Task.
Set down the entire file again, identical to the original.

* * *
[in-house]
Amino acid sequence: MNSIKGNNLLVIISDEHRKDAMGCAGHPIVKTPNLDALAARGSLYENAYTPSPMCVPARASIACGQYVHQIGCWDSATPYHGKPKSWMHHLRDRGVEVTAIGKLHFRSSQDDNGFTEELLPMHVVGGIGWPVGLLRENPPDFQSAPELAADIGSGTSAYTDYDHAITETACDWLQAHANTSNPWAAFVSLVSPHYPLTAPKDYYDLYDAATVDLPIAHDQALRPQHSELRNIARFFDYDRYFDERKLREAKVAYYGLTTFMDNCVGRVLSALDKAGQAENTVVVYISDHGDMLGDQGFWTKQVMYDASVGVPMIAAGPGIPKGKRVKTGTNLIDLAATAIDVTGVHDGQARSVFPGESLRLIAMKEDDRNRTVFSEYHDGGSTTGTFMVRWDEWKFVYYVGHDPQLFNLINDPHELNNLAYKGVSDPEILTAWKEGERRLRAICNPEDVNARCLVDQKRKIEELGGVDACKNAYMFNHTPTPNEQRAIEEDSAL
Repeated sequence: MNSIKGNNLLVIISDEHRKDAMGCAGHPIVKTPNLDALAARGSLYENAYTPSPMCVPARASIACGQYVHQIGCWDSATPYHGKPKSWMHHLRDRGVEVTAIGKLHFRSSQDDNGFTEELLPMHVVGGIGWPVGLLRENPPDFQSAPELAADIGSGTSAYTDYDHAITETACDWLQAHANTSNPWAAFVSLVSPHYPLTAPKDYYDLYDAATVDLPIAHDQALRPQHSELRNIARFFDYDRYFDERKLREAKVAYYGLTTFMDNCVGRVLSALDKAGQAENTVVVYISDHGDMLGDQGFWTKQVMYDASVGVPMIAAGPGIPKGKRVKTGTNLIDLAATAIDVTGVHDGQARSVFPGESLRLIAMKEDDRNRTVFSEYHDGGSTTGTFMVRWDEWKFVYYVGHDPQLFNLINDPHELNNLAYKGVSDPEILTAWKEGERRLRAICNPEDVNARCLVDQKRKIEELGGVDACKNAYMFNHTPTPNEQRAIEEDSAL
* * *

[in-house]
Amino acid sequence: MNSIKGNNLLVIISDEHRKDAMGCAGHPIVKTPNLDALAARGSLYENAYTPSPMCVPARASIACGQYVHQIGCWDSATPYHGKPKSWMHHLRDRGVEVTAIGKLHFRSSQDDNGFTEELLPMHVVGGIGWPVGLLRENPPDFQSAPELAADIGSGTSAYTDYDHAITETACDWLQAHANTSNPWAAFVSLVSPHYPLTAPKDYYDLYDAATVDLPIAHDQALRPQHSELRNIARFFDYDRYFDERKLREAKVAYYGLTTFMDNCVGRVLSALDKAGQAENTVVVYISDHGDMLGDQGFWTKQVMYDASVGVPMIAAGPGIPKGKRVKTGTNLIDLAATAIDVTGVHDGQARSVFPGESLRLIAMKEDDRNRTVFSEYHDGGSTTGTFMVRWDEWKFVYYVGHDPQLFNLINDPHELNNLAYKGVSDPEILTAWKEGERRLRAICNPEDVNARCLVDQKRKIEELGGVDACKNAYMFNHTPTPNEQRAIEEDSAL
Repeated sequence: MNSIKGNNLLVIISDEHRKDAMGCAGHPIVKTPNLDALAARGSLYENAYTPSPMCVPARASIACGQYVHQIGCWDSATPYHGKPKSWMHHLRDRGVEVTAIGKLHFRSSQDDNGFTEELLPMHVVGGIGWPVGLLRENPPDFQSAPELAADIGSGTSAYTDYDHAITETACDWLQAHANTSNPWAAFVSLVSPHYPLTAPKDYYDLYDAATVDLPIAHDQALRPQHSELRNIARFFDYDRYFDERKLREAKVAYYGLTTFMDNCVGRVLSALDKAGQAENTVVVYISDHGDMLGDQGFWTKQVMYDASVGVPMIAAGPGIPKGKRVKTGTNLIDLAATAIDVTGVHDGQARSVFPGESLRLIAMKEDDRNRTVFSEYHDGGSTTGTFMVRWDEWKFVYYVGHDPQLFNLINDPHELNNLAYKGVSDPEILTAWKEGERRLRAICNPEDVNARCLVDQKRKIEELGGVDACKNAYMFNHTPTPNEQRAIEEDSAL